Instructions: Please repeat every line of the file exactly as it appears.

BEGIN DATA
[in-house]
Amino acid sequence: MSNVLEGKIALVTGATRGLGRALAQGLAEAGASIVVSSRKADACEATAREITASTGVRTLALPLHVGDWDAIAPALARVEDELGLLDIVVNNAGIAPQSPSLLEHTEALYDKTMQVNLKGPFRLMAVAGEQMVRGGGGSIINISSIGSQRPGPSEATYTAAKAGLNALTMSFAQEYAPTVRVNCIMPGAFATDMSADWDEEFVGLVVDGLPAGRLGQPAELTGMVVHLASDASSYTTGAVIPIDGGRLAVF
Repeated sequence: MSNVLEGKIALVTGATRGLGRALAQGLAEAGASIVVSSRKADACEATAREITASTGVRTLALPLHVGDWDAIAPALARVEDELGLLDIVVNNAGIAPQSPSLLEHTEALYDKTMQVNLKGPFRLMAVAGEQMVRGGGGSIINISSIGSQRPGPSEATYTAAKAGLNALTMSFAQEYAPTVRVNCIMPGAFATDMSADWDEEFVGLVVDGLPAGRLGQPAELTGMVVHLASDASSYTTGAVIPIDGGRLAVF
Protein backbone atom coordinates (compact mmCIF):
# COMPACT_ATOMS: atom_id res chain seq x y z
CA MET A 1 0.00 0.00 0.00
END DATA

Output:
[in-house]
Amino acid sequence: MSNVLEGKIALVTGATRGLGRALAQGLAEAGASIVVSSRKADACEATAREITASTGVRTLALPLHVGDWDAIAPALARVEDELGLLDIVVNNAGIAPQSPSLLEHTEALYDKTMQVNLKGPFRLMAVAGEQMVRGGGGSIINISSIGSQRPGPSEATYTAAKAGLNALTMSFAQEYAPTVRVNCIMPGAFATDMSADWDEEFVGLVVDGLPAGRLGQPAELTGMVVHLASDASSYTTGAVIPIDGGRLAVF
Repeated sequence: MSNVLEGKIALVTGATRGLGRALAQGLAEAGASIVVSSRKADACEATAREITASTGVRTLALPLHVGDWDAIAPALARVEDELGLLDIVVNNAGIAPQSPSLLEHTEALYDKTMQVNLKGPFRLMAVAGEQMVRGGGGSIINISSIGSQRPGPSEATYTAAKAGLNALTMSFAQEYAPTVRVNCIMPGAFATDMSADWDEEFVGLVVDGLPAGRLGQPAELTGMVVHLASDASSYTTGAVIPIDGGRLAVF
Protein backbone atom coordinates (compact mmCIF):
# COMPACT_ATOMS: atom_id res chain seq x y z
CA MET A 1 0.00 0.00 0.00